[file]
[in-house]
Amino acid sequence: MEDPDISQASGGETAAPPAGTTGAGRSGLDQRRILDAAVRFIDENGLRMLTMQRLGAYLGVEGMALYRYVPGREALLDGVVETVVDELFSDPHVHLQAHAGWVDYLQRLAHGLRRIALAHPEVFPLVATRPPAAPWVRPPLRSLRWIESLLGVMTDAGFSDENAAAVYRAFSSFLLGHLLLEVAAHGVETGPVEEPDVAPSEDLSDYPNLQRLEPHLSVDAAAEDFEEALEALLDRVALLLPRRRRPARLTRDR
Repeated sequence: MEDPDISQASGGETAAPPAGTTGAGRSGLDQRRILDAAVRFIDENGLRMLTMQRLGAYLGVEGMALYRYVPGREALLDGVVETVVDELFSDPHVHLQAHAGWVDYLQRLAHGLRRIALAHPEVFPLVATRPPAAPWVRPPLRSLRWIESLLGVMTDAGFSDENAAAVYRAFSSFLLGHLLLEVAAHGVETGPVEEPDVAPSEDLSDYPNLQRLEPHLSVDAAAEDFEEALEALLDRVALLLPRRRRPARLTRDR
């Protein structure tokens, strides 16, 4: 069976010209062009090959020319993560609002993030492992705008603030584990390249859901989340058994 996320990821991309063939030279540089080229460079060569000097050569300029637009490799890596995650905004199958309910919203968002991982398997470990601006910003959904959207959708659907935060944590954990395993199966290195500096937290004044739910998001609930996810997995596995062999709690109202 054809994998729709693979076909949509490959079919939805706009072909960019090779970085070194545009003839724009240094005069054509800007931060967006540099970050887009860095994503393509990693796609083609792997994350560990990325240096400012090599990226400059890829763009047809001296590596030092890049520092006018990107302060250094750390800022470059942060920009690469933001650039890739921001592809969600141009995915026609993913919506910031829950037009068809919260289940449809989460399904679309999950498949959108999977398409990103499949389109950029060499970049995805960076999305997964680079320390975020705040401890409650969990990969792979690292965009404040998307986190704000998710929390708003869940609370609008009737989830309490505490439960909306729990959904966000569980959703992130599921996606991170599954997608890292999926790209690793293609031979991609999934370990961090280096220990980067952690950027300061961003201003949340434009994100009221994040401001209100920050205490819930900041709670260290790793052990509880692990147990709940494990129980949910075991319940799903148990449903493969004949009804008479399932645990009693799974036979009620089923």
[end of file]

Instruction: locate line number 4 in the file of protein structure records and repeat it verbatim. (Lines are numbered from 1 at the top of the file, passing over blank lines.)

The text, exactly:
């Protein structure tokens, strides 16, 4: 069976010209062009090959020319993560609002993030492992705008603030584990390249859901989340058994 996320990821991309063939030279540089080229460079060569000097050569300029637009490799890596995650905004199958309910919203968002991982398997470990601006910003959904959207959708659907935060944590954990395993199966290195500096937290004044739910998001609930996810997995596995062999709690109202 054809994998729709693979076909949509490959079919939805706009072909960019090779970085070194545009003839724009240094005069054509800007931060967006540099970050887009860095994503393509990693796609083609792997994350560990990325240096400012090599990226400059890829763009047809001296590596030092890049520092006018990107302060250094750390800022470059942060920009690469933001650039890739921001592809969600141009995915026609993913919506910031829950037009068809919260289940449809989460399904679309999950498949959108999977398409990103499949389109950029060499970049995805960076999305997964680079320390975020705040401890409650969990990969792979690292965009404040998307986190704000998710929390708003869940609370609008009737989830309490505490439960909306729990959904966000569980959703992130599921996606991170599954997608890292999926790209690793293609031979991609999934370990961090280096220990980067952690950027300061961003201003949340434009994100009221994040401001209100920050205490819930900041709670260290790793052990509880692990147990709940494990129980949910075991319940799903148990449903493969004949009804008479399932645990009693799974036979009620089923």